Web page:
Dobson’s god sounds like a psychopath that kills kids because He isn’t getting enough attention. That’s a god not worth worshipping, James, and I would have to question the mental state of anyone who would worship such a monster. A singular Christian like James Dobson does far more damage to belief in his God and his religion than a thousand militant atheists ever could.

My father was a gun smith for the US Government.  He was also a member of the NRA.  He was the sole gunsmith who made the General Officer sidearm – a modified Colt 45 ACP M1911A1 – from 1980 until his retirement in 1986.  I was raised on gun culture.  I believed in my right to keep and bear arms per the 2nd Amendment.  But Sandy Hook has made me look at that right.  I have to ask, “is my right to bear arms more important than the lives of these children.”  The correct direct answer, by the way, is “no.”

When our forefathers crafted the words we find in the Bill of Rights, the supreme single operator “arm” of the age was a rifled barrel flintlock; a Kentucky long rifle.  They could not envision the cartridge bullet, the rotating drum of a revolver, or a gun that loads its own bullets drawn from a magazine clip.  They couldn’t envision grenade launchers, machine guns or pistols, missiles, or the atomic bomb.  These are all “arms” but they are not what our forefathers had in mind when they wrote, “[a] well regulated Militia, being necessary to the security of a free State, the right of the people to keep and bear Arms, shall not be infringed.”

But let’s examine this Amendment carefully.  “A well regulated Militia,…”  United States law, under Title 10 Chapter 3, clearly defines a “Militia” as,

“… all able-bodied males at least 17 years of age and, except as provided in section 313 of title 32, under 45 years of age who are, or who have made a declaration of intention to become, citizens of the United States and of female citizens of the United States who are members of the National Guard.

So, that first part identifies whose “right to bear arms will not be infringed.”  Thus, a better rendering of the second Amendment would read “The National Guard, being necessary to the security of a free State, the right of the people, who are from 17 to 45 years of age, to keep and bear Arms, shall not be infringed.”

But these days the National Guard have their own weapons and armories.  There is no longer a need for the individual members of the militia to keep and maintain their own flintlocks should they be called upon to defend the state.  The state provides for them.  And that renders the second Amendment moot in this modern age.  There is no right to keep and bear arms outside of the militia and its necessity to protect the state.  I think it’s time we stopped looking past the first clause to focus on the last.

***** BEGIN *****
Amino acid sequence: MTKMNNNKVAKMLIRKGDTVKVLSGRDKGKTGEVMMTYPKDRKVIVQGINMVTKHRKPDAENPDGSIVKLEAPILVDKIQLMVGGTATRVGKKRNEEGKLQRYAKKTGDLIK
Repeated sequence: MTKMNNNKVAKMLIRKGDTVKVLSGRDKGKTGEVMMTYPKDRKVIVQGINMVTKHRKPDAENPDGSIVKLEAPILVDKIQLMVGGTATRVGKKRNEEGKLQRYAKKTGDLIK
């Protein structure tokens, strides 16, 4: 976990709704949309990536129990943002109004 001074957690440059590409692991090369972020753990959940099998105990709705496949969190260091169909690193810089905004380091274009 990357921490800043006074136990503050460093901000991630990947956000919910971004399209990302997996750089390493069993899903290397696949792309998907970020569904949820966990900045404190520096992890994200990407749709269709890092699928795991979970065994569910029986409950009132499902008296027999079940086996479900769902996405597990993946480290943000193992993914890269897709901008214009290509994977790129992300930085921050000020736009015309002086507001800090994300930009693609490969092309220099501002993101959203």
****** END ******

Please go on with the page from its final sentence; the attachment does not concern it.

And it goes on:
Sandy Hook is becoming the watershed event of gun rights.  Retailers have voluntarily removed assault weapons from their shelves.  The owners of the manufacturers of the Bushmaster, the assault rifle used to gun down those 20 children and 6 educators, are going to sell that manufacturer.  Pro-second Amendment politicians have refused to be interviewed by the media.   Too scared are they all to offer even their condolences to the families who lost a child on Friday, the 14th of December 2012.

I think they know what’s coming…the end of the 2nd Amendment, or at the very least, a critical revision of our gun laws.  Let’s make our memorial to these victims a drastic change to our nation’s gun culture.

Tagged , , , , , , , ,

Less Than a Citizen

When people ask me, “why are you so against ‘In God We Trust’ on our money and ‘under God’ in the pledge,” I usually tell them that it’s because these things violate our 1st Amendment to the Constitution. But there is more to it than just that. It is because such things like these –these little encroachments upon the 1st Amendment– give many the opinion, like that mentioned in an October 4th, 2012, Washington Post article, that if you don’t believe in “God” then you aren’t really an American, or that you are less than a full citizen of this country, or that you can’t be a patriot who loves America.1

Sally Quinn is not alone in this belief. George H. W. Bush has been quoted saying much the same thing.

Rob Sherman, a reporter for American Atheists, once asked Mr. Bush in an interview back in 1987, “What are you going to do to win the votes of Americans who are atheists?”2